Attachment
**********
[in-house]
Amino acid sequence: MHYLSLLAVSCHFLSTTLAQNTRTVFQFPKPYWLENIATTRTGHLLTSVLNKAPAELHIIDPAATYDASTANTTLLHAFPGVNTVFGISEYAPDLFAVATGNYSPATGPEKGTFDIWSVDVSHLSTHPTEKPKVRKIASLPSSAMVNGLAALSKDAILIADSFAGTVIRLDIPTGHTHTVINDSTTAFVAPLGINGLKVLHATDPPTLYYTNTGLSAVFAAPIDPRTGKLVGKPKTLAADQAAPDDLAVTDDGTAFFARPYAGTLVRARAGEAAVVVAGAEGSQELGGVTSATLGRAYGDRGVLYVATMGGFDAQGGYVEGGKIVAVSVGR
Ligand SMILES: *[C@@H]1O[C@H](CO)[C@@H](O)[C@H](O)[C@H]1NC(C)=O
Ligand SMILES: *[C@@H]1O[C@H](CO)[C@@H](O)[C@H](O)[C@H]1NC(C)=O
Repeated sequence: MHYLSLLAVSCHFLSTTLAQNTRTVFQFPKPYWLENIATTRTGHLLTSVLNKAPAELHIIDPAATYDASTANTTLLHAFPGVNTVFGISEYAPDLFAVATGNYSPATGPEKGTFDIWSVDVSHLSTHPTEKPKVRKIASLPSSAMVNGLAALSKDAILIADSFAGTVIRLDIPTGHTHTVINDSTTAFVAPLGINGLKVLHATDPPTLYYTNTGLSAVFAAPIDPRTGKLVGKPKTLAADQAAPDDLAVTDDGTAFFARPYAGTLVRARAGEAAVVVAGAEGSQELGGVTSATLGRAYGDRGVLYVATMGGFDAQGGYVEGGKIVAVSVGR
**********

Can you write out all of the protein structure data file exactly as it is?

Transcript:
[in-house]
Amino acid sequence: MHYLSLLAVSCHFLSTTLAQNTRTVFQFPKPYWLENIATTRTGHLLTSVLNKAPAELHIIDPAATYDASTANTTLLHAFPGVNTVFGISEYAPDLFAVATGNYSPATGPEKGTFDIWSVDVSHLSTHPTEKPKVRKIASLPSSAMVNGLAALSKDAILIADSFAGTVIRLDIPTGHTHTVINDSTTAFVAPLGINGLKVLHATDPPTLYYTNTGLSAVFAAPIDPRTGKLVGKPKTLAADQAAPDDLAVTDDGTAFFARPYAGTLVRARAGEAAVVVAGAEGSQELGGVTSATLGRAYGDRGVLYVATMGGFDAQGGYVEGGKIVAVSVGR
Ligand SMILES: *[C@@H]1O[C@H](CO)[C@@H](O)[C@H](O)[C@H]1NC(C)=O
Ligand SMILES: *[C@@H]1O[C@H](CO)[C@@H](O)[C@H](O)[C@H]1NC(C)=O
Repeated sequence: MHYLSLLAVSCHFLSTTLAQNTRTVFQFPKPYWLENIATTRTGHLLTSVLNKAPAELHIIDPAATYDASTANTTLLHAFPGVNTVFGISEYAPDLFAVATGNYSPATGPEKGTFDIWSVDVSHLSTHPTEKPKVRKIASLPSSAMVNGLAALSKDAILIADSFAGTVIRLDIPTGHTHTVINDSTTAFVAPLGINGLKVLHATDPPTLYYTNTGLSAVFAAPIDPRTGKLVGKPKTLAADQAAPDDLAVTDDGTAFFARPYAGTLVRARAGEAAVVVAGAEGSQELGGVTSATLGRAYGDRGVLYVATMGGFDAQGGYVEGGKIVAVSVGR